Gyotaku Workshop at the Maritime

W O R K S H O P
At the Maritime Museum

Saturday, May 11th, 10am-4pm

Gyotaku Artist Heather Fortner

On Saturday, May 11, master fishprint artist and former commercial fisher Merchant Marines Master Heather Fortner will head up a gyotaku workshop at the Pacific Maritime Museum.

Fortner has been practicing the art of gyotaku since 1976 and has taught 100s of people the art of gyotaku. All proceeds from the workshop will benefit the Pacific Maritime Heritage Center.

Fortner’s Sea Fern Studio, Newport fishermen and Sara Skamser of Foulweather Trawl Company are collaborating on this hands-on fish print class. As an added bonus, a behind the scenes tour of the Maritime Museum will be offered by Director Steve Wyatt.

In this six-hour workshop you will learn how to prepare fish for printing and how to mix colorful oil-based inks. Then you will be introduced to the technique of inking the fish and pulling off the fish print on beautiful Asian rice paper. Participants will also learn how to paint eyes and embellish their prints. Attendees of this limited enrollment class will walk away with at least 3 prints suitable for framing, as well as their practice pieces.

Learn the art of Gyotaku and create multiple prints suitable for framing.
Workshop cost of $150 includes all materials, box lunch, and a behind the scenes museum tour. Limited to 20 people – Reserve your place at the museum today or call 541-265-7509.

11th Annual Crab Krack

11TH ANNUAL CRAB KRACK FEBRUARY 17

The Krack is back! The Lincoln County Historical Society’s Annual Crab Krack will take place 4pm, Sunday, February 17th at the Best Western Agate Beach Inn in Newport.

Treat yourself to a luscious fresh local Dungeness crab dinner and live jazz in the company of your friends and neighbors. Each year, crab for this event is graciously donated by the Yaquina Bay commercial fishing community. The generosity of a long list of local restaurants and merchants also help make this annual event possible.

This whole crab feast includes various side dishes, an array of desserts, no-host bar, live music by the Bringetto Jazz Duo, and both a silent and oral auction. In short, something for everyone!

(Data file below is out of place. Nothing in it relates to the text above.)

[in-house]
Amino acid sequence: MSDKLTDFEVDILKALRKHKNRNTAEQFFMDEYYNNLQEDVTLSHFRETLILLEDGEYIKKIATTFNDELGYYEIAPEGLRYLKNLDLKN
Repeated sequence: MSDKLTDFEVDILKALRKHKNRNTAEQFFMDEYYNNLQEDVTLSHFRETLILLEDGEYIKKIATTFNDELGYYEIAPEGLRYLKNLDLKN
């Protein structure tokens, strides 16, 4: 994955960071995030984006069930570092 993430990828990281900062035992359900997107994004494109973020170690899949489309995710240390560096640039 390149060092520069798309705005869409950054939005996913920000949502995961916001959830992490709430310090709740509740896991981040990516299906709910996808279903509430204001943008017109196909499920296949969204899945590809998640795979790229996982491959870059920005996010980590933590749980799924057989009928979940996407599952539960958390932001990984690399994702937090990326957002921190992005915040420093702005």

Event proceeds will be used to complete the Doerfler Family Theater at the Pacific Maritime Heritage Center. The highly anticipated theater project will be completed this spring.

The Agate Beach Inn is offering a special rate for guests attending the festivities, and reservations can be made by calling 541-265-9411, or 800-547-3310 and mentioning “Crab Krack” to get the special rate.

YOU CAN PURCHASE TICKETS ONLINE BY USING THE FORMS BELOW

Tickets for the Crab Krack are also available for purchase at the Burrows House and Pacific Maritime Heritage Museums. Cost for members is $45 per person, for non-members, $55. Memberships start as low as $20 a year. To become a Member or for more information, purchase tickets by phone, or reserve your table for 8, call the Historical Society at 541-265-7509.


Crab Krack Tickets: For Members

11th Annual Fundraiser for the Maritime Museum’s Doerfler Family Theater.

$45.00

Crab Krack Tickets: For Non-Members

11th Annual Fundraiser for the Maritime Museum’s Doerfler Family Theater.

$55.00

2018 Holiday Gathering

The Lincoln County Historical Society’s Holiday Gathering is a fun and casual mixer complete with rare vintage instruments, played by Brent Bunker. It will be held on Saturday, December 1st from 1:00-4:00 pm.